The U.N. Isn't Biased Against the Vatican. It's Biased in Favor of Children.

What Women Really Think
Feb. 7 2014 2:23 PM

The U.N. Isn't Biased Against the Vatican. It's Biased in Favor of Children.

Pope Francis' Catholic Church fails a big test when it comes to preventing child abuse.

Photo by Vincenzo Pinto/AFP/Getty Images

On Wednesday, a U.N. human rights panel released its assessment of the Holy See's responsibilities in the decadeslong child sex-abuse scandal and offered its recommendations to the Vatican on both how to prevent sex abuse in the future and how to deal responsibly with victims when it happens. The report is scathing in its judgment of the church's past actions, but what is most startling is how aggressive the panel is in recommending that the church radically change its teachings and culture to prevent more child abuse.

Amanda Marcotte Amanda Marcotte

Amanda Marcotte is a Brooklyn-based writer and DoubleX contributor. She also writes regularly for the Daily Beast, AlterNet, and USA Today. Follow her on Twitter.

Among the recommendations: "Abolish the discriminatory classification of children born out of wedlock as illegitimate children," "support efforts at international level for the decriminalization of homosexuality," "explicitly oppose all corporal punishment in childrearing," "overcome all the barriers and taboos surrounding adolescent sexuality that hinder their access to sexual and reproductive information," and "review its position on abortion which places obvious risks on the life and health of pregnant girls." On that last one, the report mentioned the horrific story of that time the church excommunicated a woman for getting her 9-year-old daughter an abortion after the girl was raped by her stepfather. 


The Vatican is not happy about this. On Friday, spokesman Federico Lombardi shot back, accusing the U.N. of being biased against the church. "More attention was devoted to well-known non-governmental organizations that are prejudiced against the Catholic Church and the Holy See than to the positions of the Holy See," he complained, adding that the panel appears "to go beyond its competences and interfere in the doctrinal and moral positions of the Catholic Church." 

While it's true that the report did take a (welcome) wide view of the sex-abuse scandal, the problem, if you want to call it a "problem," is not that it's biased against the church. It's that it's biased in favor of human rights and the well-being of adolescents and children. This is a human rights committee. When Catholic doctrine comes into conflict with human rights, it is the U.N.'s job to prioritize human rights. Since this is children we're talking about here, it's especially important that the U.N. not hold back on their support for human rights to protect the sensitivities of the Vatican.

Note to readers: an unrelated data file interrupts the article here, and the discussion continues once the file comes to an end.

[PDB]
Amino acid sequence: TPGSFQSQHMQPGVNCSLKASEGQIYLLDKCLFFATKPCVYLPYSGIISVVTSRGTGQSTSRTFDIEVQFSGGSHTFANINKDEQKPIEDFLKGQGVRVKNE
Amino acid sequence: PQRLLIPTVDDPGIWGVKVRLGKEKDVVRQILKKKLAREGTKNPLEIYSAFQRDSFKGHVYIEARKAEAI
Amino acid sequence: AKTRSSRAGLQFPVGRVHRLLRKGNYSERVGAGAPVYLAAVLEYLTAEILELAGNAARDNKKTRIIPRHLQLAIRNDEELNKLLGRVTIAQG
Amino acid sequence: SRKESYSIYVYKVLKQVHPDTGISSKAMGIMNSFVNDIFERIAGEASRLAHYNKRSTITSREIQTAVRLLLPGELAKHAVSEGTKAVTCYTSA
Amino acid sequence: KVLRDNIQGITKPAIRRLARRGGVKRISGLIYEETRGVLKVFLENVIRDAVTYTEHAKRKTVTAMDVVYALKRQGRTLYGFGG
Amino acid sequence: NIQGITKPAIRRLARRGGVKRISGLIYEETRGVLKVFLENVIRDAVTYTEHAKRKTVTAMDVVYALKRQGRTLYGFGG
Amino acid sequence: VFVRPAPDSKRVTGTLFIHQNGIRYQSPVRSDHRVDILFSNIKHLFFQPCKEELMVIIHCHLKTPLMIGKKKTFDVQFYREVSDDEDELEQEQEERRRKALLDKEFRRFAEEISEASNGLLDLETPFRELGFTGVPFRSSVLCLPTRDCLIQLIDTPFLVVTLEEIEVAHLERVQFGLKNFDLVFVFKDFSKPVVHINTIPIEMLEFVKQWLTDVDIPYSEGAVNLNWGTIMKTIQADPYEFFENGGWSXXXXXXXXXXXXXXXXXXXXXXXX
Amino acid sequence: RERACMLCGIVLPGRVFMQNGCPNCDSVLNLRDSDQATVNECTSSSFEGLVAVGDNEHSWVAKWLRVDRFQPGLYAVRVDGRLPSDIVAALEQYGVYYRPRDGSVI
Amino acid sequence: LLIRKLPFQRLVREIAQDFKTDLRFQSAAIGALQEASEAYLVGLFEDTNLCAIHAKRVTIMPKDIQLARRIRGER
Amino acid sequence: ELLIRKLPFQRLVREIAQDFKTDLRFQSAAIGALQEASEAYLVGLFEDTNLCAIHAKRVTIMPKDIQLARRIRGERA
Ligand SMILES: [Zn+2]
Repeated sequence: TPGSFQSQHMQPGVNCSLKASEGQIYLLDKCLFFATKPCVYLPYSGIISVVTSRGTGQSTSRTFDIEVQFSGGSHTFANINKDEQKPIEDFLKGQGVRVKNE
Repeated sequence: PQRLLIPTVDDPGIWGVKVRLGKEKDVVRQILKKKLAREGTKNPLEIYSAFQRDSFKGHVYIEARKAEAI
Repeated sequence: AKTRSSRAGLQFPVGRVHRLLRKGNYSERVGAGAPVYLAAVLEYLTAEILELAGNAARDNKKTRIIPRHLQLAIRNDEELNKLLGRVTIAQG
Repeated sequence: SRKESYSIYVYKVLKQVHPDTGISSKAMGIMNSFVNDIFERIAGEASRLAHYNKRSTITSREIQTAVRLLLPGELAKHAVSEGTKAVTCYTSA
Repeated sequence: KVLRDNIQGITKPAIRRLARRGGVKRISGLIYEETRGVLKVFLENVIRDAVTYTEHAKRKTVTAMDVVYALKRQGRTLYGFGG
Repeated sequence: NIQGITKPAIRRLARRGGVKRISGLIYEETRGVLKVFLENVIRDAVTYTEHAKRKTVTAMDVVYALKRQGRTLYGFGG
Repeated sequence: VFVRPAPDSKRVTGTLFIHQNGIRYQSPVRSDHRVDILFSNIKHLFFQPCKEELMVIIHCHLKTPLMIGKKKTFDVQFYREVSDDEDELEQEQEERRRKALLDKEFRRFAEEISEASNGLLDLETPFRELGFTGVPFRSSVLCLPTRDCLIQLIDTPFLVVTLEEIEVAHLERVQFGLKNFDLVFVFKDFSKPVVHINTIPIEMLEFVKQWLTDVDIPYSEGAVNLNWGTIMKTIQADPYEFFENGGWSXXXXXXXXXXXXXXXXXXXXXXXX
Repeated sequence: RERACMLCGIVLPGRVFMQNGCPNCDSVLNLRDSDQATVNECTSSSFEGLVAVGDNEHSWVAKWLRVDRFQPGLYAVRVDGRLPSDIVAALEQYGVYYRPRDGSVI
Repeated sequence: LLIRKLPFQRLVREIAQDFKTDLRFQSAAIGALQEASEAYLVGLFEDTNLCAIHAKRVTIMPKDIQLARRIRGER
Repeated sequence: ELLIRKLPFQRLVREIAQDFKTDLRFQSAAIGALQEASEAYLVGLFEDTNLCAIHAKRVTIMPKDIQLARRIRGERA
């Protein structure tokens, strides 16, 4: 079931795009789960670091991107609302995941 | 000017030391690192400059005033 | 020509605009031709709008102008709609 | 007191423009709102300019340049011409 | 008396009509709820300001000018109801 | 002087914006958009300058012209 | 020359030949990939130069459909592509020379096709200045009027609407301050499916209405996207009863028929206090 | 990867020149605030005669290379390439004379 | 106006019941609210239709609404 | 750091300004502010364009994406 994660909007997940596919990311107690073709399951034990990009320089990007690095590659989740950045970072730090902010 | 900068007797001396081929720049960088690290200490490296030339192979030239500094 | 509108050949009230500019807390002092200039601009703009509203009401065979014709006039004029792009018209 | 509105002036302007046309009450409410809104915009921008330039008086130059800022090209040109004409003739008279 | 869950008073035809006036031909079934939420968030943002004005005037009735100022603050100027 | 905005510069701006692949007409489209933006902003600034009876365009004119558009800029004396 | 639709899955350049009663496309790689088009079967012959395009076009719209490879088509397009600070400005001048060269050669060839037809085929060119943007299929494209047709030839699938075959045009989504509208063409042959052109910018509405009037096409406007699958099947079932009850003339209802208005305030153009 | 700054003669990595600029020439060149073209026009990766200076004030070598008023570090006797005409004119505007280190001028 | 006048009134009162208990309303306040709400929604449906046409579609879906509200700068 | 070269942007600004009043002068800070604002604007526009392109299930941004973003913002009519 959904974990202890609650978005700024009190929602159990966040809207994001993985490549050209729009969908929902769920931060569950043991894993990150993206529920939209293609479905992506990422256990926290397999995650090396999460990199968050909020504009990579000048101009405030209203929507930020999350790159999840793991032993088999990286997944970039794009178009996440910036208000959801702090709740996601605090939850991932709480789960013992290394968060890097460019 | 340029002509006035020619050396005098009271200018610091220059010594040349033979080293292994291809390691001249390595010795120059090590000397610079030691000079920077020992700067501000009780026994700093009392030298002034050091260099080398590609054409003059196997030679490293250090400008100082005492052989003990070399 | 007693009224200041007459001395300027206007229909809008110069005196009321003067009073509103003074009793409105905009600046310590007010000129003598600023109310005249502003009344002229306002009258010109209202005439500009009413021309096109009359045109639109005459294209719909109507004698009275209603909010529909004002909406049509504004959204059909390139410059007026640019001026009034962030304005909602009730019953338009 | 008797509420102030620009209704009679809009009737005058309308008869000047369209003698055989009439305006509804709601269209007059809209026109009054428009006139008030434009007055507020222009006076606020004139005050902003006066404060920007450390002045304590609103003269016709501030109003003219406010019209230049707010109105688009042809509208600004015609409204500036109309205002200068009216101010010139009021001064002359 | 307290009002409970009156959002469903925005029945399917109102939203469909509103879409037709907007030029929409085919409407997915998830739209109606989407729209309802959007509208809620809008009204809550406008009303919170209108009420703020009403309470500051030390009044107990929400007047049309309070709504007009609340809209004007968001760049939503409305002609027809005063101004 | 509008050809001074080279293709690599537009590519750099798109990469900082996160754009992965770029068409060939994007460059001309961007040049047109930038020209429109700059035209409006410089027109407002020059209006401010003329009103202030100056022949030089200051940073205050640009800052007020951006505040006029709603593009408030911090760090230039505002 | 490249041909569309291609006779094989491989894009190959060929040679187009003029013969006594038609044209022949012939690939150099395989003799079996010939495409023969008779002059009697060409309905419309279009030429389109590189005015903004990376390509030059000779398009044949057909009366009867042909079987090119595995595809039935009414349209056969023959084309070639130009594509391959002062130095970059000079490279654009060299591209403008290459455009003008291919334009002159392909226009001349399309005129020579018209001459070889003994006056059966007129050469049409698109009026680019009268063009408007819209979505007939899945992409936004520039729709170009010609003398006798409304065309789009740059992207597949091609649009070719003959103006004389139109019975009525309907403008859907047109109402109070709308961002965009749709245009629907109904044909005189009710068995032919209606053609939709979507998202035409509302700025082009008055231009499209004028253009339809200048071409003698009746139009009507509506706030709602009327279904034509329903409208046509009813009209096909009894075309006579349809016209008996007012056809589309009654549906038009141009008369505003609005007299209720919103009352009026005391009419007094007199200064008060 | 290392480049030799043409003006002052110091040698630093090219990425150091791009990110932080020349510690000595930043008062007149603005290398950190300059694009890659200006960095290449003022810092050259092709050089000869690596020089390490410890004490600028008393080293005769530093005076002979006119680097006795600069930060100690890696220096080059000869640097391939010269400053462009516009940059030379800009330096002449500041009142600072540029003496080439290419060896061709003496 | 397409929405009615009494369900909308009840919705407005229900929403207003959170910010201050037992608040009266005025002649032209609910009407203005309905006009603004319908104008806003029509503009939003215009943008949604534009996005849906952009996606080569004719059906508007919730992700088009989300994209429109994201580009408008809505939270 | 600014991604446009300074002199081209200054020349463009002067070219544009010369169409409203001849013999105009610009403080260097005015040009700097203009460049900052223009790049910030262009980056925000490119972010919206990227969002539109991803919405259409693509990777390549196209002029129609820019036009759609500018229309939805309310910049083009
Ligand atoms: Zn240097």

While it may not be initially obvious why the U.N. recommended things like sex education, ending corporal punishment, or destigmatizing homosexuality, reading the entire report definitely helps clear things up. The point is to build a culture of respect for children that allows children to report sex abuse without fear of being punished or having their abusers protected. Beyond just a general cultural thing, there are direct pragmatic issues at stake. When gay kids, children of gay parents, and children of single mothers are considered less worthy than other children, you might as well paint a target on their back that says, "Child abusers, pick this one." Gay kids may be in particular danger of same-sex child abuse, as some researchers have hypothesized that the social isolation of being gay in a homophobic environment may make kids more vulnerable to the manipulations of an abuser.

Sex education is a critical element, too. Abusers count on a culture of sexual shame and fear to keep kids from talking about what happened to them, and having sex education courses helps counter that by sending the signal that sex is a thing that it's OK to talk about. If anything, the U.N. report was too conservative on this front, focusing on adolescents with its sex-ed recommendations. Ideally, a very basic form of sex education should start in kindergarten, where kids learn the names of body parts and what is and isn't appropriate behavior. As Natalie Shure explained recently in the Atlantic, it's hard for little kids to report sex abuse if they don't have the vocabulary to talk about what happened. A little age-appropriate education can do a lot to prevent that from happening. 

The Vatican's reaction to this report, while not surprising, is incredibly disappointing. The entire reason that so much sex abuse happened for so long is that church leaders were more interested in protecting the church and its reputation than in protecting children from sexual abuse. This negative reaction is just more of the same, with the Catholic Church putting its doctrine and authority in front of the needs of its parishioners. 

Amanda Marcotte is a Brooklyn-based writer and DoubleX contributor. She also writes regularly for the Daily Beast, AlterNet, and USA Today. Follow her on Twitter.



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